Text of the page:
Roller Coasters

I don’t do well with emotional roller coasters. I also don’t do well with real life ones, either.

For the emotional ones, the unforgiving combination of my wild imagination and a ready-to-go slideshow of all the heartbreaks and disappointments that paint the walls of my memory only serve to stoke the flames of what-if’s that seem forever lined against my heart, waiting in the shadows to drop and blow up my heart.

I know…dramatic.

I try to avoid roller coasters. The real ones and the emotional ones. Especially those placed in my path by others. I react in one of two ways: I retreat. Or I surrender.

Retreating is hard. Because I am forced to ignore the burning pain that it causes. I don’t do well with pain either. Real or emotional.

Retreating does not spare me from the roller coaster. Rather, it spares me from the effects intended by the person or situation pushing me headfirst into it. Spares me from those but, in return, my heart gets dragged, scuffed and scarred. I retreat into silence, a cocoon of self-doubt, a labyrinth of self-examination and then I emerge later on. Sometimes as a butterfly. Other times, I am still a caterpillar. Those days, I hate retreating. But it spares me.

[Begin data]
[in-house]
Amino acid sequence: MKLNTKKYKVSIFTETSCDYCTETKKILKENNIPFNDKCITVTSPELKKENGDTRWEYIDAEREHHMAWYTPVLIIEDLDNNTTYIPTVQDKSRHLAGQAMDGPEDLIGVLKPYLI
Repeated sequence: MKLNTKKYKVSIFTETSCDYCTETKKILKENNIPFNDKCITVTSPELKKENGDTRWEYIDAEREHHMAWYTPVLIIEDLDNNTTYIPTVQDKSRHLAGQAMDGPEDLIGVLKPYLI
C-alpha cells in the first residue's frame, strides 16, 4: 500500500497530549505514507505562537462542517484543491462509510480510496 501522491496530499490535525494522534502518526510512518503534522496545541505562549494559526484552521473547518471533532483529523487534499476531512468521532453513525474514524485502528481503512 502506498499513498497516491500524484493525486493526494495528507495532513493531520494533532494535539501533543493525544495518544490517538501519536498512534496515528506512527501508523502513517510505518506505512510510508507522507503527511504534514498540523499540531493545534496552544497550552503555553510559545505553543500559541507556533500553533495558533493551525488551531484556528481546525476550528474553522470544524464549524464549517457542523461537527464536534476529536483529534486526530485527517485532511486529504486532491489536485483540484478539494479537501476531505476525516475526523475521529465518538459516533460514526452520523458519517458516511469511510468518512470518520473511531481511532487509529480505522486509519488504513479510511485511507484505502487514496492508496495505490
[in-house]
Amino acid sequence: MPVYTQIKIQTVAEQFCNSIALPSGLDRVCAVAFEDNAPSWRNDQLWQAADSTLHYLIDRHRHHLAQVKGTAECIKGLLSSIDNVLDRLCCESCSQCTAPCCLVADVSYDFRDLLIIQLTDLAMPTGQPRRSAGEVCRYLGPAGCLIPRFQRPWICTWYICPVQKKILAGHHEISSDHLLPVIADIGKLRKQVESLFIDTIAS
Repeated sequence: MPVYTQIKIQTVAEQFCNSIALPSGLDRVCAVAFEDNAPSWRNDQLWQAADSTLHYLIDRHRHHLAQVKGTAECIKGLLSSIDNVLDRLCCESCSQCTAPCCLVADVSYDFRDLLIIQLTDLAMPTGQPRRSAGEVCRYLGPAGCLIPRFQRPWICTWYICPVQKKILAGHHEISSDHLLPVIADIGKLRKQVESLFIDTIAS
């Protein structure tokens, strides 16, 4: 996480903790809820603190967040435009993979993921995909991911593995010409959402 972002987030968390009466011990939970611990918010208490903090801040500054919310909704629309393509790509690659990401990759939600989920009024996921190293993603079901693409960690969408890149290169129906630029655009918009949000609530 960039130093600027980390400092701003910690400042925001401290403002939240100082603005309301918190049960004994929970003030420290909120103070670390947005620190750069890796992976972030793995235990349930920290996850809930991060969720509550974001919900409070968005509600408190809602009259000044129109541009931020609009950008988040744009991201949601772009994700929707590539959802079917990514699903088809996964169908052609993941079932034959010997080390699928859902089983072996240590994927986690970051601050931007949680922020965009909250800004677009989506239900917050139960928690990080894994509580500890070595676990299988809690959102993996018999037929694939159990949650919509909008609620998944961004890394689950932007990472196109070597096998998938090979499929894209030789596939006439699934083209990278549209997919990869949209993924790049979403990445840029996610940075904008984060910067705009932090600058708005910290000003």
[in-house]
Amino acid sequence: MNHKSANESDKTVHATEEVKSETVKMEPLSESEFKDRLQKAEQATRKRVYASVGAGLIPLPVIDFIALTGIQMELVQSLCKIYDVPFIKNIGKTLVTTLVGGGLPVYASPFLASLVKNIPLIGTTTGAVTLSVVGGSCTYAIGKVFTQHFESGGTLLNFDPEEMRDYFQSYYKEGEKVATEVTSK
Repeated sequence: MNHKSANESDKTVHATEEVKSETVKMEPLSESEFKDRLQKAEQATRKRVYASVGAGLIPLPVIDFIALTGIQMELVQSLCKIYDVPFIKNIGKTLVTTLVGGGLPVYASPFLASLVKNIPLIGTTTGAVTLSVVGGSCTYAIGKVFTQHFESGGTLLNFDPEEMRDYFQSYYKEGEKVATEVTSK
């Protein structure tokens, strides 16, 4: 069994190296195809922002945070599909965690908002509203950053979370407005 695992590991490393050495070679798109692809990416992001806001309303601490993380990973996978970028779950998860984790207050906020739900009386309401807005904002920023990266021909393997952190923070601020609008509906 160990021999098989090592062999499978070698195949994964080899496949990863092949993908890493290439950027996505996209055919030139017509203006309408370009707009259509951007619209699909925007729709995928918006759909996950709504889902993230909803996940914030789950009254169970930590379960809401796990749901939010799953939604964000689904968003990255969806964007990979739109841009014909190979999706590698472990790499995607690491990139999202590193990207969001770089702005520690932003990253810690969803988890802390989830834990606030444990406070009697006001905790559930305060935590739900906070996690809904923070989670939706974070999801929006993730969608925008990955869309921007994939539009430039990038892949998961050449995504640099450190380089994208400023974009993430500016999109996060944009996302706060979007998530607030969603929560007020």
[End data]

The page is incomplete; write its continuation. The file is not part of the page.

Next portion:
Surrendering gives me a headache. I never know which direction the roller coaster will take or where the person or situation will shove me. I give up a little bit of myself when I surrender. Funny enough, when I surrender, silence shows up too. My voice becomes muted, my opinions fade away and I am a shadow of my former glorious self. Many times, people comment that ‘something’s different…I don’t know what…’ and I stare through them and think. Surrender. It gives me a headache. And I do not emerge a butterfly or stay as a caterpillar. Instead, I become a ghost. A skeleton, barren of any opinions, emotions and life-thriving goofiness.

And so, roller coasters.

They break my heart either way.

 

 

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